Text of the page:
The Yes Man
March 2nd, 2011
There is an interesting interview with Bjark Ingels up at ArchNewsNow that I would suggest reading (here). The precocious architect is being interviewed by Vladimir Belogolovsky (the interview originally appeared in the Russian magazine Tatlin), whom I assume to be a cranky old russian man fed up with everything going on in the world these days. Although off-putting to youngsters, those types of people frequently have great knowledge that we choose to ignore. I’ve done it many times. Older people aren’t necessarily always right about everything, but they’ve just seen so many more things – there’s power in history.
Anyway, back to the interview. The large introduction paints the portrait of Ingels (widely revered in architecture schools across the country) as a “yes man”, a term generally associated with mindless drones in some office building who say yes to all their superiors in the hopes of some promotion. But in this instance, the author is simply referring to Ingels’ desire to cooperate with all of his coworkers – “developers, investors, politicians, engineers, contractors, builders, and the public.” The author, amongst listing off the many awards Ingels has won for his (mostly) yet to be built work, points out that the young architect has had better success designing buildings that no one asked for, and then finding developers to work with him, rather than entering into international design competitions, which has been the traditional method for young architecture firms to get their work noticed on a large scale. Ingels prefers to find his own problems with the world, and then offer up his own solutions to those problems. Then, if you convince someone with lots of money that it’s everyone’s problem, they want a solution as well. A solution that you just happen to have waiting in the wings.
The interview itself is largely a background of the architect – where he went to school and why. I found Ingels’ depiction of architecture school interesting – “I would go out of the studio and see traffic, people, bicycles, shopping malls. I would go back to the studio and none of that would matter. It wasn’t my world.” He’s saying that his world is one of the pedestrian architect – concerned with everyday problems, the working (Dutch) man on his bicycle, the mother of three at the shopping mall. Not the philosophy of the architecture studio. A valid point indeed; I’m sure all architecture students have found themselves in this position at one point or another – I know I have. He also stresses his appreciation for Koolhaas (his employer/mentor), and how he learned from him that architecture can be an instrument of society, to spur on societal advancement through building.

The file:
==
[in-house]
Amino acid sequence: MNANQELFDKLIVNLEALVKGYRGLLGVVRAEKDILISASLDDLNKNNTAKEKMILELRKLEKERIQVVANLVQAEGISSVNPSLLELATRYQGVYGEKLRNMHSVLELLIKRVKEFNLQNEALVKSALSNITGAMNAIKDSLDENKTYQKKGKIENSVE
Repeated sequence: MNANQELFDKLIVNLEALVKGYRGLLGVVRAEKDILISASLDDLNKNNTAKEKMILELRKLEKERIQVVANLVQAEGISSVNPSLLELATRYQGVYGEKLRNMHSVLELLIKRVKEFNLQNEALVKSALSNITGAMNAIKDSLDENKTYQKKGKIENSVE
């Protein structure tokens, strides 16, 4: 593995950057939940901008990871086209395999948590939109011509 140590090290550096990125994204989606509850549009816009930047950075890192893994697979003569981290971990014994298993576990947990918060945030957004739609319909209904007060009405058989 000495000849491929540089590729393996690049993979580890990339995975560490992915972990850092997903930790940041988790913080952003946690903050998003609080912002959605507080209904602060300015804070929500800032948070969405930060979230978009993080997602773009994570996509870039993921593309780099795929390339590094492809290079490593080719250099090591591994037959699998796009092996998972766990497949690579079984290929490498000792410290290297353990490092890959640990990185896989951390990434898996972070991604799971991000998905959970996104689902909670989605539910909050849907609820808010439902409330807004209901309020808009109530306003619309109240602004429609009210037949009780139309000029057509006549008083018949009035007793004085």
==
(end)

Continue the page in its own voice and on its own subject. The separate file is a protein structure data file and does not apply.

This is a highly contested idea in the architecture world, and Belogolovsky comments on it at the end of the article with a quote from alternately revered and hated architect Peter Eisenman: “Architecture does not solve questions. On the contrary it generates new ones. It does not solve problems, rather it creates new ones.” Belogolovsky goes on to bemoan the fact that Ingels studied Koolhaas before Corbusier, but I think that’s his old man syndrome getting in the way. The Eisenman quote is fascinating: as an architect he can be quite puzzling, and as a philosopher somewhat off-putting. I think the question of architecture as social activism is mainly a philosophical one. Do I honestly think that a building can make people behave differently – better – towards one another? Not really. But I think architects NEED to believe that. They NEED to believe that what they’re building could make a difference in a perfect world. If you strive for idealism, and purvey that idealism in your message, it’s a suggestion for everyone else to do the same. That’s about as close as we’ll get to changing the world through architecture. Architecture can provide the setting for change, but people must provide the spark needed to create change. I would agree with Ingels that architects need to be in tune with contemporary society, and understand what people want out of buildings, but we must also not turn our backs on the philosophy of architecture. We must understand the subtleties of the art of building, and not turn into architectural politicians.